of multiple myeloma cases; however, 1-5% of patients
do not show any detectable monoclonal protein in serum
or urine. These disorders are known as nonsecretory
myeloma. They fall into two classes: (a) producers of
a paraprotein that remains in the cytosol of the malig-
nant plasma cells due to secretory defects or (b) non-
producers of a paraprotein. Nonsecretory myelomas are
characterized by immunoperoxidase staining methods
using antibodies directed against light chain-specific
Monoclonal immunoglobulins in serum without signif-
icant clinical illness have also been found, and the inci-
dence increases with age. As many as 3% of patients older
than 70 show the presence of monoclonal immunoglobu-
lin (benign monoclonal proteinemia, also known as mon-
oclonal gammopathy of undermined significance). These
individuals require periodic serum and urine studies. In
some rare instances, monoclonal gammopathies of unde-
termined significance are associated with neuropathies and
the monoclonal immunoglobulin possesses an antinerve
activity. A lymphoproliferative disorder characterized by
monoclonal lymphocytes that produce monoclonal IgM is
known as
Waldenstrom’s macroglobulinemia.
In this dis-
order, the elevated serum viscosity is palliated by plasma-
pheresis and cytotoxic treatment (e.g., chlorambucil and
nucleoside analogs, respectively) due to the presence of
large quantities of IgM and the tumor burden.
It should be noted that pseudomonoclonal bands appear-
ing in the
region may be misidentified as authentic
monoclonal gammopathy. Pseudomonoclonal bands oc-
cur in those serum specimens due to hemolysis or to the
presence of fibrinogen due to inappropriate blood coagu-
lation techniques. Serum immunofixation studies should
clarify these problems.
Secondary paraproteinemias may be seen in associ-
ation with hematopoietic cancers (e.g., lymphomas and
leukemias), other neoplasms (e.g., colon carcinoma),
long-standing chronic urinary or biliary tract infection,
rheumatoid factor related to IgM monoclonal protein, and
Changes in Serum Proteins during Acute
Phase of Disorders of Tissue Injury
The alterations in serum proteins (acute phase response)
that occur within a few hours to a few days after tissue
injury due to infection, trauma, burns, surgery, or infarc-
tion and inflammatory condition are divided into two cat-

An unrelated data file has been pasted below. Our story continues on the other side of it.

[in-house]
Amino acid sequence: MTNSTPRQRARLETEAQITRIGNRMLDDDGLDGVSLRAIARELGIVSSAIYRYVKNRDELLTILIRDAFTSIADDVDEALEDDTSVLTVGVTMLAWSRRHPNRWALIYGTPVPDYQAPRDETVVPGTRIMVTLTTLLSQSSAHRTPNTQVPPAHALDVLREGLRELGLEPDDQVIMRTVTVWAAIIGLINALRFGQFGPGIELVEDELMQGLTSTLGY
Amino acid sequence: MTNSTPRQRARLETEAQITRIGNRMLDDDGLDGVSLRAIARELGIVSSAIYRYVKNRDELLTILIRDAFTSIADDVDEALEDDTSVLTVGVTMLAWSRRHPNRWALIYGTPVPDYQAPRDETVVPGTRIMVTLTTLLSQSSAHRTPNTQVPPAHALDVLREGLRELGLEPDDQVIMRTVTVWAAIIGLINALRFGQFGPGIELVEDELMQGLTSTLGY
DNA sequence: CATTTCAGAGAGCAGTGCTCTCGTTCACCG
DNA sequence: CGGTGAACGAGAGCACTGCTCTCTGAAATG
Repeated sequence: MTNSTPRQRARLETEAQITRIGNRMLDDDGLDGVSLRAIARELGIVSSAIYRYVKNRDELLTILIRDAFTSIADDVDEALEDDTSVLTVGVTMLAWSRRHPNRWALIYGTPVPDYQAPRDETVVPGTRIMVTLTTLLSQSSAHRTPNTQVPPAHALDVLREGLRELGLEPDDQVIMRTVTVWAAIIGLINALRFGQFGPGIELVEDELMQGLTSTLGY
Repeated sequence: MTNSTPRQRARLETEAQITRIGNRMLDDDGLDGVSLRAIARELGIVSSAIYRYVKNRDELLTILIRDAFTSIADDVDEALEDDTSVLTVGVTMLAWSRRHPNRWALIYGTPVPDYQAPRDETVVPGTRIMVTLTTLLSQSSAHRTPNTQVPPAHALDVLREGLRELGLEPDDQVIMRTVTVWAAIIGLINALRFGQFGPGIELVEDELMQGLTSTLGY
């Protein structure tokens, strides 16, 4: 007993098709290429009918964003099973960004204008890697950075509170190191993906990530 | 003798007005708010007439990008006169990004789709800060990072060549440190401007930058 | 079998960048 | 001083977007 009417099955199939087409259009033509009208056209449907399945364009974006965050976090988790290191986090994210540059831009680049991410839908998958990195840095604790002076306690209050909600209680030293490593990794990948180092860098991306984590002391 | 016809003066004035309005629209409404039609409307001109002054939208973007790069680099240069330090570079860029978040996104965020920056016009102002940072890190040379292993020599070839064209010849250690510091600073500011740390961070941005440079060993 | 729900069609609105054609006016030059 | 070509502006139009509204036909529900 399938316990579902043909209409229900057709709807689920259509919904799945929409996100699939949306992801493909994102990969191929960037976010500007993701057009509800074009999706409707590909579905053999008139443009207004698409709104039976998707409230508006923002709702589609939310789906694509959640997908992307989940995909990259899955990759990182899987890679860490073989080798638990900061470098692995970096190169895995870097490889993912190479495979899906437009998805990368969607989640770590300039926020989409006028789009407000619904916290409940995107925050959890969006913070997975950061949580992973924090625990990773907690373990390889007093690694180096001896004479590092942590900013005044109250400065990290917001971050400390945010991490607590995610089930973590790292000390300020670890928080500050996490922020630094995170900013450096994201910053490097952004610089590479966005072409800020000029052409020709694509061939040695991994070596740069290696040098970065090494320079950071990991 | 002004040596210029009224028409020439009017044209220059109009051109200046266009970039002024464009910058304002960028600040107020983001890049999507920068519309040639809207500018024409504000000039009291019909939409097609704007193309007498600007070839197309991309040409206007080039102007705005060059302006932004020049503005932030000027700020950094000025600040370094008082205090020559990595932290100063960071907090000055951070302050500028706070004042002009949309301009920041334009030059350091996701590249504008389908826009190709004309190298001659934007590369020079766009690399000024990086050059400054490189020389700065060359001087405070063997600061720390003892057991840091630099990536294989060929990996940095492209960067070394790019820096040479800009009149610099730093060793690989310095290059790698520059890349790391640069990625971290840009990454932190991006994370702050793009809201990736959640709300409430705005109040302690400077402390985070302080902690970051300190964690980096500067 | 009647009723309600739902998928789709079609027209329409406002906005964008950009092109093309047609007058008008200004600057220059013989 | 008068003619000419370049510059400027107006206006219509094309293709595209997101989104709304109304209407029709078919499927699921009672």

egories. The first category includes those proteins that are
increased by at least 25% (positive acute phase proteins),
and the second category includes proteins that are de-
creased by at least 25% (negative acute phase proteins).
During acute stress, macrophages and monocytes are acti-
vated and produce several intercellular signaling polypep-
tides, known as cytokines (Chapter 35). Some examples
of the released cytokines are interleukin-
, interleukin-
/?, tumor necrosis factor a, interferon-}/, and transform-
ing growth factor
One of the functions of these cy-
tokines is to alter the synthesis of acute phase proteins
in hepatocytes by regulating expression of acute phase
protein genes by both transcriptional and posttranscrip-
tional mechanisms. Glucocorticoids stimulate the action
of cytokines by promoting the production of some acute
phase proteins. The postulated function of the acute phase
response is to protect the body from the injurious pro-
cesses. One action is activation of the complement system
to fight infection or antagonize the activity of proteolytic
enzymes. Other actions initiate or sustain inflammation,
whereas others reflect antiinflammatory and antioxidant
Examples of positive and negative acute phase proteins
are given in Table VI-1. C-reactive protein and serum amy-
loid A are elevated in serum by as much as 1000-fold from
their basal values. Serum amyloid A is an apolipoprotein; it
is synthesized in hepatocytes in response to inflammatory
stimuli and associated with HDL. The function of serum
amyloid A is not clear and it is not commonly measured
as an acute phase reactant. However, serum C-reactive
protein (so named because it reacts with pneumococcal
C-polysaccharide) is measured. It binds with phospho-
choline of pathogens, phospholipid constituents of dam-
aged blood cells, and phagocytic cells, and it activates the
complement system. All of the functions of C-reactive pro-
tein modulate inflammatory conditions of the body. These
Examples of Positive and Negative Acute Phase Proteins
1. Several members of complement system (e.g., C3, C4)
2. Proteins of the coagulation and fibrinolytic systems
(e.g., fibrinogen, plasminogen)
3. Antiproteases (e.g.,
a {
4. Transport proteins (e.g., haptoglobin, ceruloplasmin,
5. Inflammatory response modulators and others (e.g.,
phospholipase A2, C-reactive protein, amyloid A,
fibronectin, ferritin)
Thyroxine-binding globulin
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